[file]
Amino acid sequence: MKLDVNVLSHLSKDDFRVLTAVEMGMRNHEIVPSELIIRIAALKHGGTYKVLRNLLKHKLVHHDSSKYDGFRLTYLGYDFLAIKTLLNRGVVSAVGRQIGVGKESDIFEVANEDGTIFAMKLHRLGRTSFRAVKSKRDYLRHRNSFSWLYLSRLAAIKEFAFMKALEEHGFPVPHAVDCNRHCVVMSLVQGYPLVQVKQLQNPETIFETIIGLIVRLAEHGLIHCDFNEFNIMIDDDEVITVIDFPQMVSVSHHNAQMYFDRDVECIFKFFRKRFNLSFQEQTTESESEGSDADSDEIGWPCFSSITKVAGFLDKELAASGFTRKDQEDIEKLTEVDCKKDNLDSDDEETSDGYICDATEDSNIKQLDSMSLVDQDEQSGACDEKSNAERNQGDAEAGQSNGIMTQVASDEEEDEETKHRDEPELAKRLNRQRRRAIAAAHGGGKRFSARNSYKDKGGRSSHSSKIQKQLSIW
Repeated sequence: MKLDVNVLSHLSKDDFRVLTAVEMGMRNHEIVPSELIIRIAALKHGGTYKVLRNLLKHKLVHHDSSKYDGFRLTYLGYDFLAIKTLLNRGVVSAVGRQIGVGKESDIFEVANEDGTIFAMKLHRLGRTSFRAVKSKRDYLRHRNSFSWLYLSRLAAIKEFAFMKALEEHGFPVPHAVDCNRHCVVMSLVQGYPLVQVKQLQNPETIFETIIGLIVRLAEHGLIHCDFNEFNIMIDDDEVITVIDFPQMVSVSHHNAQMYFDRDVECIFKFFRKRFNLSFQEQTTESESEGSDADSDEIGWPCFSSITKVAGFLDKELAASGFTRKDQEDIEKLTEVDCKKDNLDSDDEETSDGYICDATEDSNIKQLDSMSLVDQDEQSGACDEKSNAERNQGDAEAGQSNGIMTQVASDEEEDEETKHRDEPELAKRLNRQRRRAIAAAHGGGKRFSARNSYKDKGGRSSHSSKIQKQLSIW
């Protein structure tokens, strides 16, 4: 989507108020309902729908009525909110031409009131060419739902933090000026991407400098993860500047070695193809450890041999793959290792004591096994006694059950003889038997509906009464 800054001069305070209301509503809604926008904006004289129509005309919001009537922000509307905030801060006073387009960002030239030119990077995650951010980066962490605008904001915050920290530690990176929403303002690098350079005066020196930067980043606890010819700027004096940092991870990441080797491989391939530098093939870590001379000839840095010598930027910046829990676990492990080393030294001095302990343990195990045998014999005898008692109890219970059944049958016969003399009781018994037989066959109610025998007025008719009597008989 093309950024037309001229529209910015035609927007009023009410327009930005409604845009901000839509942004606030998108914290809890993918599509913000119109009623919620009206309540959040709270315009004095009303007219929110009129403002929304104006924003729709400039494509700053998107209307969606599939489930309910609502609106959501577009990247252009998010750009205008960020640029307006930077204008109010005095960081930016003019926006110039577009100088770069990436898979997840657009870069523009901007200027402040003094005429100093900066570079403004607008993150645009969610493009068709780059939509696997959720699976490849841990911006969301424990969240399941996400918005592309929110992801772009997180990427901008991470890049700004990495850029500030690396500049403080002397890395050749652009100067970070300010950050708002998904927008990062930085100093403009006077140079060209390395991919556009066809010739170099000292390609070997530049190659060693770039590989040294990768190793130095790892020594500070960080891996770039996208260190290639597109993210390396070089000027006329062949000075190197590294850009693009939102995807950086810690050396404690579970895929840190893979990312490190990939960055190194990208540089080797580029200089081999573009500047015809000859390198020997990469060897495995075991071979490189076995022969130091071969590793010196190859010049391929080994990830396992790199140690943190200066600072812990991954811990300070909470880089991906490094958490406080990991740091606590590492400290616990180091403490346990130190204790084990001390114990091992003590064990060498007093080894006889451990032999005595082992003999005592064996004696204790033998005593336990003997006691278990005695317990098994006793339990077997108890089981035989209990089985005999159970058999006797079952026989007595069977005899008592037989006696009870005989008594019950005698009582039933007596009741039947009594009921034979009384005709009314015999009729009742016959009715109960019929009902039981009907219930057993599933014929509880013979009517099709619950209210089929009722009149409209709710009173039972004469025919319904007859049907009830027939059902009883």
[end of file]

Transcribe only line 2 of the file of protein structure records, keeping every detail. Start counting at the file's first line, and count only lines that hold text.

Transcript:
Repeated sequence: MKLDVNVLSHLSKDDFRVLTAVEMGMRNHEIVPSELIIRIAALKHGGTYKVLRNLLKHKLVHHDSSKYDGFRLTYLGYDFLAIKTLLNRGVVSAVGRQIGVGKESDIFEVANEDGTIFAMKLHRLGRTSFRAVKSKRDYLRHRNSFSWLYLSRLAAIKEFAFMKALEEHGFPVPHAVDCNRHCVVMSLVQGYPLVQVKQLQNPETIFETIIGLIVRLAEHGLIHCDFNEFNIMIDDDEVITVIDFPQMVSVSHHNAQMYFDRDVECIFKFFRKRFNLSFQEQTTESESEGSDADSDEIGWPCFSSITKVAGFLDKELAASGFTRKDQEDIEKLTEVDCKKDNLDSDDEETSDGYICDATEDSNIKQLDSMSLVDQDEQSGACDEKSNAERNQGDAEAGQSNGIMTQVASDEEEDEETKHRDEPELAKRLNRQRRRAIAAAHGGGKRFSARNSYKDKGGRSSHSSKIQKQLSIW